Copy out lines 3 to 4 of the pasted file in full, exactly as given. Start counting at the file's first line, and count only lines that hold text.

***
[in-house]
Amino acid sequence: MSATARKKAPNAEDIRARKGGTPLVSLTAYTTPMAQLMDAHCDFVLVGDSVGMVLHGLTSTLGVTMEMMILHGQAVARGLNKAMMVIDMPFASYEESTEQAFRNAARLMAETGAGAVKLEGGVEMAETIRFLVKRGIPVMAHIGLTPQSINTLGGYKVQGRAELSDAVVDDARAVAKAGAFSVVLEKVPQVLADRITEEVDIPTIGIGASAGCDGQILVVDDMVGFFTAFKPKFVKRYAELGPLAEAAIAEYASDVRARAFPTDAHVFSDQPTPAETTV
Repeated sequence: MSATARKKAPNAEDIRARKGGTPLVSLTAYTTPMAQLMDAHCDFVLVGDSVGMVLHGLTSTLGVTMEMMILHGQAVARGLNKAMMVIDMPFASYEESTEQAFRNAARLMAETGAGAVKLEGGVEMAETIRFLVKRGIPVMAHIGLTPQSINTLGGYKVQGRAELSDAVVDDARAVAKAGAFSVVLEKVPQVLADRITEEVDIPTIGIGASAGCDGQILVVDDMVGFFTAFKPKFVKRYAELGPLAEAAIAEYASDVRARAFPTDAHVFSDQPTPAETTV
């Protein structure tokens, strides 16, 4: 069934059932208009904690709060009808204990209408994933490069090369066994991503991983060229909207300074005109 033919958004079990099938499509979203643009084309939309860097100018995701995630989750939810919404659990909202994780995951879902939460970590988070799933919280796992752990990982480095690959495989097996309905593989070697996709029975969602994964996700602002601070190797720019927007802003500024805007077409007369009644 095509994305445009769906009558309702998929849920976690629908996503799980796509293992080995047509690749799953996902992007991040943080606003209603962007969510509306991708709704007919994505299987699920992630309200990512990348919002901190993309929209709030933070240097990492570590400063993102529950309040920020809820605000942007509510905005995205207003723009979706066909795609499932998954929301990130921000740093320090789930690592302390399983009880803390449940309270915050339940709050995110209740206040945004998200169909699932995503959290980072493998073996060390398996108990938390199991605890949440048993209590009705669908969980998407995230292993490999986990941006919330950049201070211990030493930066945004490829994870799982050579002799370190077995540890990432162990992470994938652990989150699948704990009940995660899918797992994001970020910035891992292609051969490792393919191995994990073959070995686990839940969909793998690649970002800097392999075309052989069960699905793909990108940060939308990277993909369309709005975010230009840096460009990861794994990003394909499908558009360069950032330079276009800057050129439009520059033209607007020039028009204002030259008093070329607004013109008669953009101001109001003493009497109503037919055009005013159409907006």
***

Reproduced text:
Repeated sequence: MSATARKKAPNAEDIRARKGGTPLVSLTAYTTPMAQLMDAHCDFVLVGDSVGMVLHGLTSTLGVTMEMMILHGQAVARGLNKAMMVIDMPFASYEESTEQAFRNAARLMAETGAGAVKLEGGVEMAETIRFLVKRGIPVMAHIGLTPQSINTLGGYKVQGRAELSDAVVDDARAVAKAGAFSVVLEKVPQVLADRITEEVDIPTIGIGASAGCDGQILVVDDMVGFFTAFKPKFVKRYAELGPLAEAAIAEYASDVRARAFPTDAHVFSDQPTPAETTV
């Protein structure tokens, strides 16, 4: 069934059932208009904690709060009808204990209408994933490069090369066994991503991983060229909207300074005109 033919958004079990099938499509979203643009084309939309860097100018995701995630989750939810919404659990909202994780995951879902939460970590988070799933919280796992752990990982480095690959495989097996309905593989070697996709029975969602994964996700602002601070190797720019927007802003500024805007077409007369009644 095509994305445009769906009558309702998929849920976690629908996503799980796509293992080995047509690749799953996902992007991040943080606003209603962007969510509306991708709704007919994505299987699920992630309200990512990348919002901190993309929209709030933070240097990492570590400063993102529950309040920020809820605000942007509510905005995205207003723009979706066909795609499932998954929301990130921000740093320090789930690592302390399983009880803390449940309270915050339940709050995110209740206040945004998200169909699932995503959290980072493998073996060390398996108990938390199991605890949440048993209590009705669908969980998407995230292993490999986990941006919330950049201070211990030493930066945004490829994870799982050579002799370190077995540890990432162990992470994938652990989150699948704990009940995660899918797992994001970020910035891992292609051969490792393919191995994990073959070995686990839940969909793998690649970002800097392999075309052989069960699905793909990108940060939308990277993909369309709005975010230009840096460009990861794994990003394909499908558009360069950032330079276009800057050129439009520059033209607007020039028009204002030259008093070329607004013109008669953009101001109001003493009497109503037919055009005013159409907006």